Very few iOS users are choosing to allow advertisers to track their browsing habits across apps on their iOS devices according to an ongoing survey from Verizon-owned Flurry Analytics.
The survey tracks how many iPhone users have opted to opt-in to sharing their unique Identifier for Advertisers (IDFA) with the apps they use since Apple changed from an opt-out to opt-in system last month with the launch of iOS 14.5.
Even when it was first announced, the change had advertisers concerned that the new rules would limit the effectiveness of in-app ads and hinder the revenue of ad-driven free-to-play apps and games in the process.
Analysts at Omdia predicted the short-term impact would look like a 17 percent drop in the in-app ad market for 2021, and thanks to Flurry's survey (found here) we're starting to get a look at how many people chose to share their IDFA following the change.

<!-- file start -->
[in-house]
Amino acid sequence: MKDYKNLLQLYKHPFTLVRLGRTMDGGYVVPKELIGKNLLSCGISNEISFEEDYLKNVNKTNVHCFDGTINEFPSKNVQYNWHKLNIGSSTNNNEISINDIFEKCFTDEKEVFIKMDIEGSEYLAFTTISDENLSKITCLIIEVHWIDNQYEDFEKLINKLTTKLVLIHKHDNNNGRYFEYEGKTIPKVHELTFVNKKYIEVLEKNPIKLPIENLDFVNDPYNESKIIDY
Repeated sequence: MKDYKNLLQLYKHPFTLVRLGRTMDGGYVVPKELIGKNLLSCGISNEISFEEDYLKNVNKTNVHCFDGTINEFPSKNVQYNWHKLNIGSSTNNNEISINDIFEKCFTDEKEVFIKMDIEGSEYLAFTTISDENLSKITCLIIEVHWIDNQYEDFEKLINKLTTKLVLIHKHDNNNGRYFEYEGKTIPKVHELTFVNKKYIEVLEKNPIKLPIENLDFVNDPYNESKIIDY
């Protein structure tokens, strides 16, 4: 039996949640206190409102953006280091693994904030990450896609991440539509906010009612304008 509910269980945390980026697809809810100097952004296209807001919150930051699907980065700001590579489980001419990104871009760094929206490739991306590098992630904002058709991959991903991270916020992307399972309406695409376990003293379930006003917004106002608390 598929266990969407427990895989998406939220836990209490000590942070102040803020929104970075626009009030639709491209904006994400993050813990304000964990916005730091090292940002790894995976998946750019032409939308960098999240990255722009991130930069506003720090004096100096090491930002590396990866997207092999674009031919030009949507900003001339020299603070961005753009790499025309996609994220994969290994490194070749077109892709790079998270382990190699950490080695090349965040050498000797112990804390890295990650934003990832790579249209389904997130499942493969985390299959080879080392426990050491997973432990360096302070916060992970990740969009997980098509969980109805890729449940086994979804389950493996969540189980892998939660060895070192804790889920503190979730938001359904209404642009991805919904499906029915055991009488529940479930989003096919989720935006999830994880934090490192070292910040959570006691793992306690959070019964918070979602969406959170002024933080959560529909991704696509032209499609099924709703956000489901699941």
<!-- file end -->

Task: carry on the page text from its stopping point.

The data shared by Flurry here is updated day by day and the survey includes data from 2 billion devices based on the 1 million apps that use Flurry Analytics in some way. (More on methodology in the full blog here).
Currently, around 6 percent of users on iOS 14.5 in the United States have chosen to opt in to the new IDFA sharing system, either via individual prompts for each app or via a global toggle in their iPhone's settings. On a worldwide basis, that jumps to 13 percent.
While this gives a peek at how iPhone users are reacting to the change, the impact on the ad revenue side will likely take longer to see. Vocal opponents of the change like Facebook have said it'll decrease advertisers' ability to effectively monetize (specifically on its Facebook Audience Network advertising platform), and as such the company rolled out its own in-app privacy expainers in an effort to encourage more users to share their IDFA.